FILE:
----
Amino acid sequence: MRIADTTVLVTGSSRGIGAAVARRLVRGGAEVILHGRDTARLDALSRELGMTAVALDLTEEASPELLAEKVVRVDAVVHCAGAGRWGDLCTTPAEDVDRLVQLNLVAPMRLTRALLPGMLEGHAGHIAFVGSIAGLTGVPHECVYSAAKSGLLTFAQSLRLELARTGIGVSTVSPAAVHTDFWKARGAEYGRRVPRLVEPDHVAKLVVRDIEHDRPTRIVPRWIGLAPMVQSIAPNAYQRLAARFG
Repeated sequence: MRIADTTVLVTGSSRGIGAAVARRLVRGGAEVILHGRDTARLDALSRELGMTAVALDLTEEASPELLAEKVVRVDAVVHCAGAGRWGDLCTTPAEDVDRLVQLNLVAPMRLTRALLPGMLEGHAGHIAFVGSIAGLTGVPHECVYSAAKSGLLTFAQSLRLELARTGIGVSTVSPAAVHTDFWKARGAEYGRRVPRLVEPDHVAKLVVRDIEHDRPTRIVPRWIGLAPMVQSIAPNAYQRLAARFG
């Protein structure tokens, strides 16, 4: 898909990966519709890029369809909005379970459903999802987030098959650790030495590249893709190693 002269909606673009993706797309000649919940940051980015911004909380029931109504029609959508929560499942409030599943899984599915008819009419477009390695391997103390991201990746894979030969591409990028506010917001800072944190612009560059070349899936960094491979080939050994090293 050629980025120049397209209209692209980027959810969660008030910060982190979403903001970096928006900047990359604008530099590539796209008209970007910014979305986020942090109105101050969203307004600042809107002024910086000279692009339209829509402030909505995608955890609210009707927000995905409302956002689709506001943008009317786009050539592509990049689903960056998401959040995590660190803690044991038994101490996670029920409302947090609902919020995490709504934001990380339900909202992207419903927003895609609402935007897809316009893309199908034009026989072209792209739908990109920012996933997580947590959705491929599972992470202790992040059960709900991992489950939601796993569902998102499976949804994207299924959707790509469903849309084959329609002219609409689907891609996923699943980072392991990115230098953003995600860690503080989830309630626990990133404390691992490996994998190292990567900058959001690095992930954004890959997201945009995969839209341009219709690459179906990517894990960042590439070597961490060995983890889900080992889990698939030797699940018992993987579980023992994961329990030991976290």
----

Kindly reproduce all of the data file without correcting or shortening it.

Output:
Amino acid sequence: MRIADTTVLVTGSSRGIGAAVARRLVRGGAEVILHGRDTARLDALSRELGMTAVALDLTEEASPELLAEKVVRVDAVVHCAGAGRWGDLCTTPAEDVDRLVQLNLVAPMRLTRALLPGMLEGHAGHIAFVGSIAGLTGVPHECVYSAAKSGLLTFAQSLRLELARTGIGVSTVSPAAVHTDFWKARGAEYGRRVPRLVEPDHVAKLVVRDIEHDRPTRIVPRWIGLAPMVQSIAPNAYQRLAARFG
Repeated sequence: MRIADTTVLVTGSSRGIGAAVARRLVRGGAEVILHGRDTARLDALSRELGMTAVALDLTEEASPELLAEKVVRVDAVVHCAGAGRWGDLCTTPAEDVDRLVQLNLVAPMRLTRALLPGMLEGHAGHIAFVGSIAGLTGVPHECVYSAAKSGLLTFAQSLRLELARTGIGVSTVSPAAVHTDFWKARGAEYGRRVPRLVEPDHVAKLVVRDIEHDRPTRIVPRWIGLAPMVQSIAPNAYQRLAARFG
């Protein structure tokens, strides 16, 4: 898909990966519709890029369809909005379970459903999802987030098959650790030495590249893709190693 002269909606673009993706797309000649919940940051980015911004909380029931109504029609959508929560499942409030599943899984599915008819009419477009390695391997103390991201990746894979030969591409990028506010917001800072944190612009560059070349899936960094491979080939050994090293 050629980025120049397209209209692209980027959810969660008030910060982190979403903001970096928006900047990359604008530099590539796209008209970007910014979305986020942090109105101050969203307004600042809107002024910086000279692009339209829509402030909505995608955890609210009707927000995905409302956002689709506001943008009317786009050539592509990049689903960056998401959040995590660190803690044991038994101490996670029920409302947090609902919020995490709504934001990380339900909202992207419903927003895609609402935007897809316009893309199908034009026989072209792209739908990109920012996933997580947590959705491929599972992470202790992040059960709900991992489950939601796993569902998102499976949804994207299924959707790509469903849309084959329609002219609409689907891609996923699943980072392991990115230098953003995600860690503080989830309630626990990133404390691992490996994998190292990567900058959001690095992930954004890959997201945009995969839209341009219709690459179906990517894990960042590439070597961490060995983890889900080992889990698939030797699940018992993987579980023992994961329990030991976290």